High-Q, tunable High Temperature Superconducting receiver coil for 13C applications
Rafael A. Baron1, Juan D. Sanchez-Heredia1, Daniel Højrup Johansen1, Vitaliy Zhurbenko1, and Jan H. Ardenkjær-Larsen1

1Technical University of Denmark, Kgs. Lyngby, Denmark


Dissolution DNP has emerged as a technique to improve SNR in an NMR experiment with inherent limitation of polarization retention in solution ranging, in general, from 30 to 100 s for the interesting bio-molecules. The limitation in sensitivity and available time window can be, however, improved by a better SNR of the RF receivers. At 3 T the Larmor frequency of the 13C nuclei is 32.13 MHz, which is still in the electronics noise dominated regime for smaller coils. A High-Temperature Superconducting (HTS) receiver coil with high-Q, remotely tunable, detunable and compatible to standard electronics Tin soldering has been developed for MRI 13C applications.


Increasing the SNR in a single coil under electronics noise dominated regime can be achieved by increasing the Q factor of the receive coil and minimizing the amplifier current and voltage noise spectral densities. Several limitations related to the practical implementation of HTS coils were overcome in this design by the use of varactors for electronically tuning the coils, a new PIN diode detuning scheme compatible with cryogenic temperatures and an inductively coupled receiver to keep the amplifier out of the liquid nitrogen.


An HTS coil consisting of 3 turns spiral with 1 mm trace width, 2 mm gap between traces, gold-platted soldering pads and SiO2 coating as a protection layer for the YBCO traces has been used for the receiver (CERACO Ceramic Coating GmbH) – see Figure 1. A Copper trace is soldered to the HTS terminals by the use of low temperature In97Ag3 soldering and the Copper terminals are connected to the tuning and detuning circuits by the use of standard Tin soldering. A Copper coil with the same external diameter was built to be used as a reference coil for the SNR comparison, consisting of a coil with a Q factor of approximately 320. The HTS coil is positioned inside a Styrofoam box, used as a Cryostat, at a fixed distance from the sample and its temperature is kept at 77 K by immersing it into liquid nitrogen. An inductively coupled receiver loop coil connected to the amplifier with approximately 40 mm diameter was used, separated by 10 mm from the HTS coil and connected through a series capacitor to the amplifier input. The SNR values are obtained from exciting the receiver coil with the magnetic field generated in a pickup loop, positioned at a distance of 60 mm from the receiver and excited by an external low phase noise RF generator (Rohde & Schwarz, SMC100) operating at a power level of -100 dBm. Spectrum analyzer (Agilent Technologies, E4440A) measurements were taken on the output of the amplifier and the power spectrum density was measured in a 1 Hz resolution bandwidth with 4000 points acquisition and a span of 1 kHz at a center frequency of 32.13 MHz. High-Q, non-magnetic varactor diodes (Skyworks Solutions, Woburn, USA) were used in parallel to the tuning capacitor to allow the fine tuning of the receiver within 5 pF range, which for the mentioned application corresponds to approximately 400 kHz tuning range. A low noise amplifier (WMA32C, WantCom, Chanhassen, USA) was used for the inductive coupling and the schematic of the circuit is shown in Figure 2.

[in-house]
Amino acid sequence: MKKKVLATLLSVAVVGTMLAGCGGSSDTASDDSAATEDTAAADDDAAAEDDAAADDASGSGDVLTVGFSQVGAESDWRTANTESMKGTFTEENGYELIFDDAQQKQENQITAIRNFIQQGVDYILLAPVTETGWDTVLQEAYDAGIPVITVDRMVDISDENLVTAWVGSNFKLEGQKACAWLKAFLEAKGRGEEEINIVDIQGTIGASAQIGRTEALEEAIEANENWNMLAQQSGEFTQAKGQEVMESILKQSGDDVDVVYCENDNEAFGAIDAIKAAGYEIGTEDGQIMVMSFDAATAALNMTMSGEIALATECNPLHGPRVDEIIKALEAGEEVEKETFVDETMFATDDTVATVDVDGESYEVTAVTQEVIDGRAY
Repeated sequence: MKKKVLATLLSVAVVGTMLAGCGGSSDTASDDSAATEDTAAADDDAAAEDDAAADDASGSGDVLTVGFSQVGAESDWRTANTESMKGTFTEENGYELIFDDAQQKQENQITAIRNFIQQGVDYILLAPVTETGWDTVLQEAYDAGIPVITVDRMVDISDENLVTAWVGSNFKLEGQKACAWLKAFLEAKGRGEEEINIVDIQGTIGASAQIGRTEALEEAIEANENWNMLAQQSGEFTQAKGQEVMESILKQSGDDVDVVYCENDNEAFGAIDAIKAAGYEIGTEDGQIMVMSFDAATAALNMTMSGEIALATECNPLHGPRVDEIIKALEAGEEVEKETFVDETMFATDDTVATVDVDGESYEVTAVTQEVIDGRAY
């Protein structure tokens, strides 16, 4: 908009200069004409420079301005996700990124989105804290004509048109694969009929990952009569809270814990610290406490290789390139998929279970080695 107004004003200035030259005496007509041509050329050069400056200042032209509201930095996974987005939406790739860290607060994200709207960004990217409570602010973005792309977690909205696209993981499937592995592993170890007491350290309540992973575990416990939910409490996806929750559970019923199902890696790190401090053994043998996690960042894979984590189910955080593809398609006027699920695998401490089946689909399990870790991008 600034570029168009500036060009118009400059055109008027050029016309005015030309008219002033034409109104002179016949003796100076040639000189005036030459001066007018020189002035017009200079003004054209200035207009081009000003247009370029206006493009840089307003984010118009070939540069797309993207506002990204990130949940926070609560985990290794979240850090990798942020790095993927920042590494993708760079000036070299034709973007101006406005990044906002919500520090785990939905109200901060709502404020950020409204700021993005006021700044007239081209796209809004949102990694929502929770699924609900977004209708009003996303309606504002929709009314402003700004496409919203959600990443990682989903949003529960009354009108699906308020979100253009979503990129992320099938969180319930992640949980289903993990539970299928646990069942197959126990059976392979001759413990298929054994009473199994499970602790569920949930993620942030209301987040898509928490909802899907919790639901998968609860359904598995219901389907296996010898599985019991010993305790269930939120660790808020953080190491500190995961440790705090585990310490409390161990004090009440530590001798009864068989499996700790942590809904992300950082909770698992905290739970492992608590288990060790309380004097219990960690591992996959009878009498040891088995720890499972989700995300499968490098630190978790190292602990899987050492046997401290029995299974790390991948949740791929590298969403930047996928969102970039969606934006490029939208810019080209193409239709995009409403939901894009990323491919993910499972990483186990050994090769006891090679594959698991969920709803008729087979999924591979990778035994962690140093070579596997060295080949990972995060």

Results and discussion